National and regional VOADs encouraged the public to donate funds to the responders and to not send in any unsolicited supplies or clothing. They also urged people to not come to Greensburg to volunteer, but rather to contact a responding organization to learn how to help.
Mennonite Disaster Service cleanup teams were awaiting the go-ahead to enter town to help residents. Some teams were already assisting people in other affected communities north and east of Greensburg.
King praised the nearby town of Haviland for being so open and welcoming to the hundreds of Greensburg families sheltered there. He said the mood at the shelters was one of shock.
"You can easily hear neighbors asking each other, 'Do you have a house? No? Me neither,'" he said. "And they're also saying, 'My house is gone, how about yours?' It's quite moving here for these residents."
King said the local Mennonite Church pastor and his wife, Jeff and Lori Blackburn, rode out the storm in their basement.
"He said they heard the sirens and ran to the basement, and then the sirens stopped because the electricity was knocked out," he said. "They huddled in the basement and their ears starting popping. I asked him how long it took, and he said it felt like an eternity, but it was maybe five minutes.
"The next thing they noticed was that rain started pouring in on them in the dark," King said. "He thought a pipe broke, but then when he took out his penlight and looked up, sure enough, he saw the sky."
Cherri and Bob Baer, UMCOR disaster response representatives Cherri and Bob Baer were scheduled to arrive Monday to help conference disaster ministers Nancy Profitt and Julie Pohl.
Bill Adams, CRWRC disaster response director, was also heading to Greensburg.
"The town is completely flattened so it's unlikely we'll be sending our rapid response teams, which often can provide survivors with clean up and short-term repair assistance," Adams said. "Sadly, in Greensburg, there doesn't appear to be much left to repair."
Cherri Baer predicted the emotional impact would be significant.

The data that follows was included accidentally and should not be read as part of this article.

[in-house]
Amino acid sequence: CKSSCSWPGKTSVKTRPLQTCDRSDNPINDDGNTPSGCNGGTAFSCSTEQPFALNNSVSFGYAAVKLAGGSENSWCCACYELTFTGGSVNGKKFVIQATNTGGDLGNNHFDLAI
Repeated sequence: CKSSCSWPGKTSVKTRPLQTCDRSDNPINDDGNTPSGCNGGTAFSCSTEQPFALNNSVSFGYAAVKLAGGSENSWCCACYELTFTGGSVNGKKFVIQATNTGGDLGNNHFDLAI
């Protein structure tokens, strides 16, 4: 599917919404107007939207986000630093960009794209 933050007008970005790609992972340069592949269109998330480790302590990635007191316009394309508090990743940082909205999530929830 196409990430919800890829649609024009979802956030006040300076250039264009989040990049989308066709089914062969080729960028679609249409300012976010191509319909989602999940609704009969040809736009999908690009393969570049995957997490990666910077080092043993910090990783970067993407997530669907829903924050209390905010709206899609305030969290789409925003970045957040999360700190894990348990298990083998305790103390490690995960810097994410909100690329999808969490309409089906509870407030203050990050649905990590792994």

"We'll have to do a lot of spiritual care and listening," she said. "Everybody was affected by this."
Pastor Gene McIntosh of the Greensburg First United Methodist Church was reported safe with his family after riding out the storm in the parsonage basement. Both the church and homes were severely damaged or destroyed.
Baer said United Methodist volunteer teams were on standby until they are allowed entry to the town.
"I think the volunteers may just have to hang it up for a while," she said. "They're not going to let us in there. (The city) is assessing which structures volunteers can be around to see if any are safe to have volunteers around."
She said that churches from throughout Kansas and the U.S. were calling her to ask how they can help. The conference was asking people to donate to the Kansas Area Disaster Fund and was encouraging churches to take up a special offering Sunday for recovery.
Baer said she was shocked by images of the destruction. She said they reminded her of the devastation on the Gulf Coast after Hurricane Katrina.
"Usually in a Kansas tornado or elsewhere, there's the path of destruction, and then on the left and right side there are people who can come help," she said. "Yet in a hurricane everyone is affected, and that's how this was.
"Everyone was affected," she said. "It included everyone and it took out everyone."
One local emergency official described the situation as "the most significant emergency the state of Kansas has faced in a long, long time."
The National Weather Service said the tornado's path was 1.4 miles long. The Kiowa County Hospital and two local schools were severely damaged or destroyed. National Guard troops were sent in to assist and a curfew was imposed from 8 p.m. Saturday to 8 a.m. Sunday.
"There's just not a lot left down there," said incident commander Terry David. "It's a mess."
City Administrator Steve Hewitt said 95 percent of the town was damaged or destroyed.
"It's a devastating sight," said Hewitt, whose home was among those destroyed. "How are we going to rebuild? We've got to do this right, and it's going to be a tough road ahead of us."
Hewitt said the town would need to rally itself for the recovery.
"We've got to come together as one," he said. "It's not going to be easy, but we can do it."
More links on Tornadoes